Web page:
Confronted with evidence of hard science during that crisis that was, literally, decimating gay men,  noting the health problems of anal sex or anonymous sex got a blast of soc-psy speak mixed with huge amounts of the current political theory that was, in fact, geared to shut down reasoning  and discussion.   The "theory" of gay sex current in the late 70s and 80s was anything but based in reality, it was a mound of crap based on preexisting mounds of such "theory" as, no doubt, could have gotten you a masters at a prestigious university.  You could have fertilized Central Park, all of the green spaces in New York City with the stream constantly being generated to enforce the current line of "liberation".  It would be exactly the same stuff , said by the same men, even as the AIDS deaths were mounting and a link to anonymous and anal sex was found.  The trips to New York City in the early 80s were more like a slow motion Masque of The Red Death in the world's biggest ball room.  After 1985, there wasn't a trip that didn't include one or more funerals for men in early-middle age or younger.  All of the ones I knew dead from the consequences of what had seemed so liberating to them only a few years before.  Temporarily, the unignorable fact of AIDS killing gay men influenced the discussion.

Seeing what I did, hearing what I did, I learned it is immoral to censor what I say about the consequences of irresponsible and selfish sex, not to mention commercial sex and the constant coercion of the sex industry to either participate in that kind of dreary, boring, increasingly immoral sex or to accept if not approve or it for other people.  You are to accept what its lying and idiotic spokesmen said on behalf of the industry, many of them women, these days.   Which is unstylish to say in the 2000s, especially in the virtual 1970s recreated online, for those who actually recreate the milieu with their bodies, counting on being able to be sustained by a series of drug protocols that, eventually, lose their effectiveness as HIV mutates in response to them, and, even more so, the nonparticipating cynics who enjoy the spectacle, which must be constantly ramped up as they become bored with last season's show.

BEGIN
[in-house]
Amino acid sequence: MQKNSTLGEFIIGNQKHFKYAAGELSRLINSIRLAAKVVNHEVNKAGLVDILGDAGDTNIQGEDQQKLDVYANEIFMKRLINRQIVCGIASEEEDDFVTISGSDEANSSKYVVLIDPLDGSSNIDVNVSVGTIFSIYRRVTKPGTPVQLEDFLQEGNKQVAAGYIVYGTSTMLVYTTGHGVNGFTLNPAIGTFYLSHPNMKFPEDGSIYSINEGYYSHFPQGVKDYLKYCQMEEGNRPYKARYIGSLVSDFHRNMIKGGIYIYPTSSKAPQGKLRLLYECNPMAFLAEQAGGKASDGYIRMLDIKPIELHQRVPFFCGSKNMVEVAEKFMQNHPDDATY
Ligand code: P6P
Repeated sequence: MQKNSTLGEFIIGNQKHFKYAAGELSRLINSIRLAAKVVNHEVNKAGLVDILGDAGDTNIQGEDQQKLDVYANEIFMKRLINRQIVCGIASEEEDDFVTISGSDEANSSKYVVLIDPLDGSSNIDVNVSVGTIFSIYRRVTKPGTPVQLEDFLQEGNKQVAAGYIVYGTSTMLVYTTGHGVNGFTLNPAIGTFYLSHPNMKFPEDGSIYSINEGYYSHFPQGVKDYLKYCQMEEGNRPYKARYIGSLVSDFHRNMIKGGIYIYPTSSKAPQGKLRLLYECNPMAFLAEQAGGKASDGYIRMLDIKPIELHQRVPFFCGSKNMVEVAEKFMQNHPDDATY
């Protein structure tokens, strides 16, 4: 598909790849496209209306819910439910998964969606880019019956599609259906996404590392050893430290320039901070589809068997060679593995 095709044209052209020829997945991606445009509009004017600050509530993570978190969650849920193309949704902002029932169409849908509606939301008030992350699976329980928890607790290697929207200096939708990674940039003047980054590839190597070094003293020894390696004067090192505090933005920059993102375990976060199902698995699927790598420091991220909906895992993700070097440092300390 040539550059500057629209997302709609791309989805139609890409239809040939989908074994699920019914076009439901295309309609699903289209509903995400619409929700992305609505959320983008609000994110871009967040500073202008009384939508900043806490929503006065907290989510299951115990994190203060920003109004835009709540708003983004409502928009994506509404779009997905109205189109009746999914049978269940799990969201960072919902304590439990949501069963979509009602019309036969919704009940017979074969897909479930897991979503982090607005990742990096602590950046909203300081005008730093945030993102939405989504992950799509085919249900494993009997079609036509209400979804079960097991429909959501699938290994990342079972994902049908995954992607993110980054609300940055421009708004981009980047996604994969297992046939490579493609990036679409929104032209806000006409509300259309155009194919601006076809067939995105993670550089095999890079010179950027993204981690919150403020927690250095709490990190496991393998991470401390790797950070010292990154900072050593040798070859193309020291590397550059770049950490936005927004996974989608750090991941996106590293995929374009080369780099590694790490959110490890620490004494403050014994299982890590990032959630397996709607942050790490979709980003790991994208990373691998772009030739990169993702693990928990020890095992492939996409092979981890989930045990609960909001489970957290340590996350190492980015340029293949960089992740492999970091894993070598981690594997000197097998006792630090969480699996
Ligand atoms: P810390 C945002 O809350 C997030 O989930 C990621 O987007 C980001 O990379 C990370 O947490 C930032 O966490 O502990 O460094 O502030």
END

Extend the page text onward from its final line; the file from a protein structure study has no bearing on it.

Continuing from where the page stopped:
I am afraid for my nieces and nephews in the same way that I was for my gay friends in the late 70s and early 80s, only now I've seen what I'd only suspected was going to happen come true.  The equivalent of "sex pos" "feminism" and hooking up are things I've already seen and I know what the next act of the tragedy is.


I've come to think that anyone who wants to see how the left, in general, went seriously wrong could probably find some ideas in studying the political expression of the 1970s gay scenes in urban centers.  Three  statements from some of the ephemerally prominent spokesmen for gay men back then have stuck with me.

One was in a magazine ad, I think it was for some gay political group or other, in the form of those period Dewar's Vodka "profile" ads.   In correct 1970s theoretician speak, the now forgotten profilee said that we must stop thinking of gay men as individuals but think of gay men as a category.   Just the idea that we must think that way would be enough to get my back up, even at that age.  I wasn't interested in being liberated in order to be told how I was to think.   But even more so was the idiocy of thinking that liberation was all about coercion to conform to some concept dreamed up by some theoretician.  Most of the people who talked like that were either academics or they aspired to be mistaken for an academic.  For a lot of the more intellectually inclined of any gender preference, being a THEORETICIAN was the apex of achievement.  Being a theoretician might get you a faculty position.  Having suffered through a series of useless theory classes as a music major and, much worse, having read theory of the past decade, I was already far more impressed by doing rather than abstracting and expounding theories.